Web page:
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iOS 11 Public Beta: Good enough for Everyday Use

I’ve been in the Apple Developer Program for almost 10 years. I’ve done some contract development work for a couple of companies, but for the most part, I just like access to Apple’s new stuff before everyone else. That meant a lot more before Apple’s Public Beta program began a few years ago. Still, a hundred bucks per year is a small fee for total access to all the goodies Apple puts on their developer site. I’ve always kept older model iPhones and iPads around to use as “Guinee pigs” for trying out Apple’s newest and shiniest software releases. One thing I’ve learned through the years: once an OS release gets to the “public beta” phase, the chances of bricking or otherwise FUBARing a device with it is almost nil. (DISCLAIMER: I said almost!) iOS betas usually go public at the beta 2 or beta 3 release. By that time Apple has found and corrected most all of the severe errors that could cause OS crashes. So it is with iOS 11.

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See? Told You So.

Back in February I wrote this post proclaiming my love for my new AirPods. Turns out, I’m not the only person who thinks AirPods are “the shit”. Today, published the results of a survey of 942 AirPod owners by Creative Strategies and Experian. AirPods received the highest customer satisfaction rating of any new Apple product! 98% of those surveyed said they were satisfied or extremely satisfied with their new earbuds.

Those counting themselves among the dissatisfied numbered far less than one percent of those surveyed.

When asked about specific AirPod features, survey respondents were equally enamored:

Charge time, design and Bluetooth pairing all rated 97% or better while the most subjective feature, secure fit, rated 93%! That is totally amazing when you consider the huge variability in ear sizes and shapes plus the fact that AirPods don’t come with a selection of different sized tips like most earbuds.

This MacTexan would never stoop to anything as childish as saying “told you so”. Oh yeah, I already did. Anyway, next time don’t wait for fancy surveys to help you make up your mind. Just read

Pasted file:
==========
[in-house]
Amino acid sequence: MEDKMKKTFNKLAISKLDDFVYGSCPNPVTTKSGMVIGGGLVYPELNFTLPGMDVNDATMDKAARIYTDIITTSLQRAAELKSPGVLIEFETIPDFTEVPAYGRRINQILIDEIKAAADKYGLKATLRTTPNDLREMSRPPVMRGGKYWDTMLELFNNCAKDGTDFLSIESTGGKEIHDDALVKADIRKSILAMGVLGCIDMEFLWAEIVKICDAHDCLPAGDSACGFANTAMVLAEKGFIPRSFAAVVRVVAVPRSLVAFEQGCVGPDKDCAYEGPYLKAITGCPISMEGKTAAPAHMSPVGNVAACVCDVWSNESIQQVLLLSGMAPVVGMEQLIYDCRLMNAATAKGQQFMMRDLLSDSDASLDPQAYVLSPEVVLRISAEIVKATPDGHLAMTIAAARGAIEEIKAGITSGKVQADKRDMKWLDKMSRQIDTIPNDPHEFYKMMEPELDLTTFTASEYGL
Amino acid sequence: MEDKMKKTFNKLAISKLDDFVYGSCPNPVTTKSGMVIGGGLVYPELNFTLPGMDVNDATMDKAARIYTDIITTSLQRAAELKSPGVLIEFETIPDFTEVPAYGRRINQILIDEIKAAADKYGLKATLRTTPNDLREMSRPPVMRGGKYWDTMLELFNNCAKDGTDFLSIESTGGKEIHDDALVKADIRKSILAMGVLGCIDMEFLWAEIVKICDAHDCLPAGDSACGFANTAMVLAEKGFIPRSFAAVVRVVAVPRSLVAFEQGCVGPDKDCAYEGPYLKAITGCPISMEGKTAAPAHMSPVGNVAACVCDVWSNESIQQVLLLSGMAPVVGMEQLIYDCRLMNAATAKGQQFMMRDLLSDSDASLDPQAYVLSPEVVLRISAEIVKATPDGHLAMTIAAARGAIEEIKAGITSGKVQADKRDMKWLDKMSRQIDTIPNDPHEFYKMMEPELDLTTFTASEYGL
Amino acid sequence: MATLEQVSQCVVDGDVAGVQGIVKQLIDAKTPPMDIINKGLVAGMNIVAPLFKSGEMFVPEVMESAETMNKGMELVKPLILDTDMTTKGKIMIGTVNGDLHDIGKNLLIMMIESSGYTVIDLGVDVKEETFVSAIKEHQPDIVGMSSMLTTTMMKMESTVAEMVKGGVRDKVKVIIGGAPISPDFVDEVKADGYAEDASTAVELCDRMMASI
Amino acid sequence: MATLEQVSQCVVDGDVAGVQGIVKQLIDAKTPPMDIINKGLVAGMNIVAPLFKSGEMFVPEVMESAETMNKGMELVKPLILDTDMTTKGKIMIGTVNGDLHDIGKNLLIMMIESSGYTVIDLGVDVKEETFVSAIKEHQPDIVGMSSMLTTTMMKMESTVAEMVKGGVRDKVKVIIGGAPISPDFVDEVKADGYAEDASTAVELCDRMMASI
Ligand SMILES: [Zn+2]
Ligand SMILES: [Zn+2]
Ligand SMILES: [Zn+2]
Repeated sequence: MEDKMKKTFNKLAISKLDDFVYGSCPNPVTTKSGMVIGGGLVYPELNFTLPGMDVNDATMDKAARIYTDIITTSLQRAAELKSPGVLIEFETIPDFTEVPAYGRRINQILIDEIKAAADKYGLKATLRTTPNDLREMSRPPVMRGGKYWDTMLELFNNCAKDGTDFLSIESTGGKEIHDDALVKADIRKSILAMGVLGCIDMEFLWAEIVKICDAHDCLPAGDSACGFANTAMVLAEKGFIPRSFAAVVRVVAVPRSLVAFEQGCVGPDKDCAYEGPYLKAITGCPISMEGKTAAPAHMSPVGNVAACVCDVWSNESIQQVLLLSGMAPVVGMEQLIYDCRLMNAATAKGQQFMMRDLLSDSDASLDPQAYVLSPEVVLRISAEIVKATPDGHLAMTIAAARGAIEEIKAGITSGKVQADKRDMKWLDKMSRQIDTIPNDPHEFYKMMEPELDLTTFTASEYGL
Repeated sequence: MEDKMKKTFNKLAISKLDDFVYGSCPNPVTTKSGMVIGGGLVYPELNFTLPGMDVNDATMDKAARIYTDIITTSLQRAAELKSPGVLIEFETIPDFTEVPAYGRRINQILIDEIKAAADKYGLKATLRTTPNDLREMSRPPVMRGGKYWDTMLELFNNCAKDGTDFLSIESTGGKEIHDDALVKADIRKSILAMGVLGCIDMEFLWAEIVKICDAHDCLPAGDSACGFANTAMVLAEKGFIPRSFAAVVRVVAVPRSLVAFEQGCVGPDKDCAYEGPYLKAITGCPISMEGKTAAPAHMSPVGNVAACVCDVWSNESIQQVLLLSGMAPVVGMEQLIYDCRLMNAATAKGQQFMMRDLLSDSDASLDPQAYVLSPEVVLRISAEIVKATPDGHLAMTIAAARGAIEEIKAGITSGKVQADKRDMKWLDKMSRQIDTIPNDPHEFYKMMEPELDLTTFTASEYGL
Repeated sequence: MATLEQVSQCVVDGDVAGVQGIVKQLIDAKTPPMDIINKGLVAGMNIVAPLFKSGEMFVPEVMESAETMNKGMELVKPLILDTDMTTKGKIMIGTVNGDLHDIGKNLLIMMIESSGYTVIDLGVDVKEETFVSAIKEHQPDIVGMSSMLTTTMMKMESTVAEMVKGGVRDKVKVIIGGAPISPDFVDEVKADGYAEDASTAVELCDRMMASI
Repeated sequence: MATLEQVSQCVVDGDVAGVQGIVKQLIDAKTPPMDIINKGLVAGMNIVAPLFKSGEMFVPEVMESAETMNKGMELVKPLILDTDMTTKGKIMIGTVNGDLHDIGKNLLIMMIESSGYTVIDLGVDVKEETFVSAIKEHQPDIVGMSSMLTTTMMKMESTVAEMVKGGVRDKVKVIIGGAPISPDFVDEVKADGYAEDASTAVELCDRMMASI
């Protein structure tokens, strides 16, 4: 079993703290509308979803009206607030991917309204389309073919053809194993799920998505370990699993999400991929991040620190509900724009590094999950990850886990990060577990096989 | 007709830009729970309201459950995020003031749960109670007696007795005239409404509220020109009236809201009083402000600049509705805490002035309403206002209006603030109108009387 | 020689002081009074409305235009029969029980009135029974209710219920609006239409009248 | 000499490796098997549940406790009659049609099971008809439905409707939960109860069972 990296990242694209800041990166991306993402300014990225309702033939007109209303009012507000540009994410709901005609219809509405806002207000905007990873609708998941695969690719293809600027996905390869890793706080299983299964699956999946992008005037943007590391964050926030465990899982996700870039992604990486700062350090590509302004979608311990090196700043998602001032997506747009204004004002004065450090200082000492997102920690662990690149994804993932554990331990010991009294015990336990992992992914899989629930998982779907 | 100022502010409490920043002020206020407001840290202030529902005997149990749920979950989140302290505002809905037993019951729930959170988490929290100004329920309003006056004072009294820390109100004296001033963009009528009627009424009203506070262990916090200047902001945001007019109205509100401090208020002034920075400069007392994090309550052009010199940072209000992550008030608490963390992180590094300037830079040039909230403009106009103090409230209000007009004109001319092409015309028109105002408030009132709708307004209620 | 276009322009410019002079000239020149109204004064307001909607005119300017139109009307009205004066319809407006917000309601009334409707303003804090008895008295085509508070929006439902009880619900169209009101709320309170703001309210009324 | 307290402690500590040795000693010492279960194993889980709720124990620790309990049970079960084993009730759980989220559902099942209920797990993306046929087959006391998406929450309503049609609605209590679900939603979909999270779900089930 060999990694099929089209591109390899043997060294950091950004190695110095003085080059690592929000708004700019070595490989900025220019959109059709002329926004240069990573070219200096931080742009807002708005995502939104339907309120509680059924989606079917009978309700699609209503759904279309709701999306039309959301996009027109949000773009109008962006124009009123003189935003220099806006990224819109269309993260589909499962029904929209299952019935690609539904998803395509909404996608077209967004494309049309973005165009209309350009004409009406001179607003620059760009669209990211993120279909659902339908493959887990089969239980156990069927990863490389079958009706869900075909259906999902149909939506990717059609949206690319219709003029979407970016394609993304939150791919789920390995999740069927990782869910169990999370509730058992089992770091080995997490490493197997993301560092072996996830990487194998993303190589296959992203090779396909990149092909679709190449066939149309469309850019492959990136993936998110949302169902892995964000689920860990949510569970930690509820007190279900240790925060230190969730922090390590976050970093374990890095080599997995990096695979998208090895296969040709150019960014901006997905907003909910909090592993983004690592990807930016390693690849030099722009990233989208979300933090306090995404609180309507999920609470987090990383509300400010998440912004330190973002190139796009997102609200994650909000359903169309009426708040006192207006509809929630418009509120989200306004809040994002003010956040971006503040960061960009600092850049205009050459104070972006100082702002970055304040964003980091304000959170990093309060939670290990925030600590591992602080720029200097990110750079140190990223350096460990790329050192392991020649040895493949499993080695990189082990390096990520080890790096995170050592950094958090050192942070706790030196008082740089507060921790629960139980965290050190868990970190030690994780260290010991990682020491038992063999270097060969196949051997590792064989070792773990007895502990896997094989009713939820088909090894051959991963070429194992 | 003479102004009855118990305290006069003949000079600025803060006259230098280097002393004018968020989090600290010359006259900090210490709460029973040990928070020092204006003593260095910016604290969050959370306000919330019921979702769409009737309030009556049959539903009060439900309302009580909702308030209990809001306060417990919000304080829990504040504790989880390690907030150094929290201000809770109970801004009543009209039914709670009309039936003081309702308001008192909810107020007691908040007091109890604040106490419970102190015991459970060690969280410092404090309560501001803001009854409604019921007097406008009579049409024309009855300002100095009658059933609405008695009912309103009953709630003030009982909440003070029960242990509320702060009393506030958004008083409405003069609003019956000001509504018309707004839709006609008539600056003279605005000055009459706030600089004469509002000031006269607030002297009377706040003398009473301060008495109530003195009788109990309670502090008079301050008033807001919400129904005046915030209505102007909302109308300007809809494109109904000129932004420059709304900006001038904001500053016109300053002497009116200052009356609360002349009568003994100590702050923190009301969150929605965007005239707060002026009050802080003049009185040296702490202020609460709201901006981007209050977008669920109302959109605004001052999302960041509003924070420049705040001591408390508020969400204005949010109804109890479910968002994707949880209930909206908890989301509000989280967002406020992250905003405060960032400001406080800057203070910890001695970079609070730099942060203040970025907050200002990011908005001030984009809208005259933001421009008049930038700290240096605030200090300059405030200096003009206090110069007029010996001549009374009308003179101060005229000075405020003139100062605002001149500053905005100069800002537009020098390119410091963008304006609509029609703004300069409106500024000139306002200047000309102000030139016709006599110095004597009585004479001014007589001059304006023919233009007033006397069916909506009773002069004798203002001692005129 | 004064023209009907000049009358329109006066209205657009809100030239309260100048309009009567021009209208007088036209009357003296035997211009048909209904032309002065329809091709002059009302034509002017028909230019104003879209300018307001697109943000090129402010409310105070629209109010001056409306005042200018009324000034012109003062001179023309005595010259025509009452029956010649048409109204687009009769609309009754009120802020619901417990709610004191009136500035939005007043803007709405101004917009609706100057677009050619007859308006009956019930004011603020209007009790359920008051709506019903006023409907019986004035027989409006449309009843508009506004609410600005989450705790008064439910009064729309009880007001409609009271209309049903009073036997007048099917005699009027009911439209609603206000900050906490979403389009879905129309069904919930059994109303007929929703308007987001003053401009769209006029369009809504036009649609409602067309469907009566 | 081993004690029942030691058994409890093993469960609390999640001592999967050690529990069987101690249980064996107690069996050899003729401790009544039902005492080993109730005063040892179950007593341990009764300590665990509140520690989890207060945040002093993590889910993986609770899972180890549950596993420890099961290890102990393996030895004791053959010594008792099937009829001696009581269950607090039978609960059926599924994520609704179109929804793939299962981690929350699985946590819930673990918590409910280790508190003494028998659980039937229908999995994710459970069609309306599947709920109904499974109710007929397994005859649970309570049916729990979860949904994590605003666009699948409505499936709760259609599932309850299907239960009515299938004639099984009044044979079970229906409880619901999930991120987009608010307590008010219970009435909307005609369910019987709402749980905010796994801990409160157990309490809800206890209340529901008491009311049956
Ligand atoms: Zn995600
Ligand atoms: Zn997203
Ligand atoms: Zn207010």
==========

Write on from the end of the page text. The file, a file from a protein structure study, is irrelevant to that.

Whole Home Audio On the CHEAP!

I’ve written about this topic before, but recent events and speculation about Apple’s imminent abandonment of its Airport line of Wi-Fi products has prompted me to re-iterate. Yes, the scuttlebutt is Apple plans to discontinue development of its AirPort Extreme, AirPort Express and Time Capsule products. That’s too bad. I’ve always found them all to be very reliable with specs good enough for most users. I’ve routinely recommended them to my “non-geek” friends for their reliability, security and ease-of-use. AirPorts aren’t the fastest Wi-Fi devices for sure, but how much speed does the average user need to surf and check email? The current model AirPort Extreme and Time Capsules are equipped with 802.11 a/c, dual-band technology capable of wireless speeds exceeding a gigabit and their range is good enough to cover the average “3-2-2” suburban home. A single Extreme or Time Capsule is enough to provide wireless networking to a couple of computers while simultaneously streaming HD video to one or two AppleTVs.

The focus of this piece, however, is the Extreme’s little brother, the AirPort Express.

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OK, now that everyone and their brother, sister, first, second and third cousin has reviewed Apple’s latest electronic miracle, it’s my turn. You know the MacTexan. My motto (if I had a motto) is “Information you need, whenever I get around to it. (but worth waiting for)” In short, the title of this post tells you everything the MacTexan wants you to know. Were the AirPods worth the six-week wait and $160?

I’d do it all over again. It isn’t because the AirPods sound so tremendous. They don’t. It isn’t because AirPods have super-long battery life. They don’t. It isn’t because AirPods are the coolest looking earbuds around. They aren’t. If I lost my AirPods, I would go through the wait and expense all over again because they are the easiest and handiest earbuds I’ve ever used.

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Turns Out, FireWire Ain’t Dead Yet

About six years ago I bought a first-class audio recording setup. I started with a Heil PR40 mic complete with a Heil desk boom and shock mount. I ran it through an Alesis iO2 USB interface to my late 2009 27” iMac running a retail copy of Logic Pro that I paid entirely too much for as it turns out. I initially tried the free version of Cubase that came with the iO2, but was never quite happy with either. Don’t get me wrong, the iO2 is a solid piece of kit, but one trip to a friend’s house equipped with an Apogee Duet and I wanted to go straight home and put my iO2 on Ebay. Apogee really does make the absolute best audio gear for the Mac. The DAC is superior with almost latency-free performance even at 96 kHz sample rate and the mic pre is the warmest, most natural I’ve ever heard. It, coupled with the Heil PR40 is the absolute best podcasting setup to be had at any price. My setup cost right at $1000. (Apogee Duet: $500, Heil PR40 with shockmount: $350, Heil desk mount mic boom: $100, XLR cables, pop filter, misc.: $50)

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